Hansel & Gretel by Neil Gaiman and other Versions…

Hansel and Gretel was originally published in 1812 by the Grimm brothers. It’s a story of German origin. Jacob and Wilhelm Grimm heard the tale “Hansel and Gretel” from Wilhelm’s friend at the time, Dortchen Wild. Wilhelm later married her and she became Mrs. Grimm.

It’s possible that this fairy tale originated in medieval times when the Great Famine caused people to abandon children in the woods due to lack of food.

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Arthur Rackham’s illustration of Hansel & Gretel from 1909.

Hansel and Gretel is one of my personal favorite fairy tales from childhood. I was so fascinated with the story as a child. I used to have a copy of the Disney book that contained a record I could listen to on my record player. I can still remember sitting in my room and reading along with the story. This version is from Disney and came out in 1967.

Here’s a picture of the one I had a child.

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Here’s my review for this edition:

This is a little book and record that I must have listened to a thousand times when I was little. I can remember listening to this on my little record player repeatedly. Side one of the record is the story and side two contains three songs from the opera Hansel and Gretel by Engelbert Humperdinck.

I love the illustrations in this version and I’m amazed how clear the record sounds. As soon as it started playing it evoked nostalgia within me. I recently purchased it for my collection for my family to enjoy. It’s perfect for children to follow and it does have the page turn signal.

If you’re a Hansel and Gretel fan, pick this up online. There are a handful of other stories you can get to go with the series as well. You won’t be disappointed.

5*****

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Book Review: Nordic Tales by Chronicle Books & Ulla Thynell (Illustrator) #NordicTales #ChronicleBooks #FolkTales #FairyTales #BookReview

Nordic Tales

By: Chronicle Books

Illustrator: Ulla Thynell

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My Review:

Nordic Tales by Chronicle Books and illustrated by Ulla Thynell is a beautiful collection of 17 folk tales from Norway, Sweden, Finland, Iceland, and Denmark. Every tale varies in length, but most are fairly quick and easy to read.

The book is divided into three sections: Transformation, Wit, and Journeys.  Under each title, the author has included where it originates, and a few tales have more information attached at the bottom of the page for more clarification of a word used, or a historical fact; for example, the word jöjking is a Finnish word which means to sing songs.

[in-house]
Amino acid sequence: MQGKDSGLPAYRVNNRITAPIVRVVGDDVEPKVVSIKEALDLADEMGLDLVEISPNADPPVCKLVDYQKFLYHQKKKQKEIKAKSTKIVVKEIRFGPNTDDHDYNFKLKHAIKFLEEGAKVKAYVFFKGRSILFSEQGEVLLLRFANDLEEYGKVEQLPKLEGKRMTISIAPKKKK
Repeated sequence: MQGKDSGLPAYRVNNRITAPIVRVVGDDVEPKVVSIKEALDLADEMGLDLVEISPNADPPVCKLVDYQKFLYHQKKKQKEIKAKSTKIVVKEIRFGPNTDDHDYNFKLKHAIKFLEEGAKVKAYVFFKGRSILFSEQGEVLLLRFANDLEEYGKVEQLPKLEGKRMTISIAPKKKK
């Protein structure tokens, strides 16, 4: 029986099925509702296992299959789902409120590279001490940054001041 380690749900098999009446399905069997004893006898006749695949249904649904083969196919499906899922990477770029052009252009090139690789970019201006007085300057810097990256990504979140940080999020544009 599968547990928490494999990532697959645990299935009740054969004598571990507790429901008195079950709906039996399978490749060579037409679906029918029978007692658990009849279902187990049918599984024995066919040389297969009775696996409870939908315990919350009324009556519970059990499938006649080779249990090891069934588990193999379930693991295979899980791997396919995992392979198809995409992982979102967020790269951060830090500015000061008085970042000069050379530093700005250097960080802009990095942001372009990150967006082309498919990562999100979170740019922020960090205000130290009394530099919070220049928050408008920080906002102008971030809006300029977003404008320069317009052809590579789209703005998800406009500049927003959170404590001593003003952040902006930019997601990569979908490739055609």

Many of the tales in this book were unfamiliar to me, while others reminded me of tales from childhood; for example, “The Old Woman and the Tramp” was very similar to “Stone Soup” with the concept and the lesson it teaches of kindness and sharing. Another familiar tale was “East of the Sun and West of the Moon”. Most contain  folkloric characters we’re all familiar with including trolls, witches, dragons, giants, and talking animals of course. Some tales end happily, while others don’t.

Continue reading “Book Review: Nordic Tales by Chronicle Books & Ulla Thynell (Illustrator) #NordicTales #ChronicleBooks #FolkTales #FairyTales #BookReview”

Book Review: Snow, Glass, Apples by Neil Gaiman and Colleen Doran #BookReview #Retelling #2019ReadingChallenge #Fairytale

Snow, Glass, Apples

By Neil Gaiman

and Colleen Doran (Illustrator)

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My thoughts:

-Mild spoilers-

This Snow White retelling is totally reimagined and nothing like the original. In Neil Gaiman’s adaptation, Snow White isn’t the little innocent sweetheart we all know, but rather some type of blood-sucking monster. In addition, this retelling is told from the not-so-evil queen’s point of view…

“If it were today, I would have her heart cut out, true. But then I would have her head and arms and legs cut off. I would have them disembowel her. And then I would watch, in the town square, as the hangman heated the fire to white-heat with bellows, watch unblinking as he consigned each part of her to the fire. I would have archers around the square, who would shoot any bird or animal who came close to the flames, any raven or dog or hawk or rat. And I would not close my eyes until the princess was ash, and a gentle wind could scatter her like snow.

I did not do this thing, and we pay for our mistakes.”

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What am I reading this week? #Reading #AmReading #BookLovers

Because I’m not reviewing very much right now, I thought I’d do another post highlighting what I’m reading this week.

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Last week I finished Depravity by M.J. Haag and shared my review on Friday. I enjoyed the book (despite some niggles) and went right on to book two in the series titled Deceit. I DNFed the second book about half way through and won’t be finishing the trilogy. It became too weird for me. I normally don’t DNF books, but I just couldn’t handle this one. I liked that the characters were developing more and the beast was more understood, but the details were too much for me. I’m not going to tear the book apart though, and I didn’t rate it because I didn’t totally finish it.

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I’ve decided to finally read Where’d You Go, Bernadette, which is now a movie releasing on Friday. I bought the book from Barnes and Noble and will be starting it today.

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Continue reading “What am I reading this week? #Reading #AmReading #BookLovers”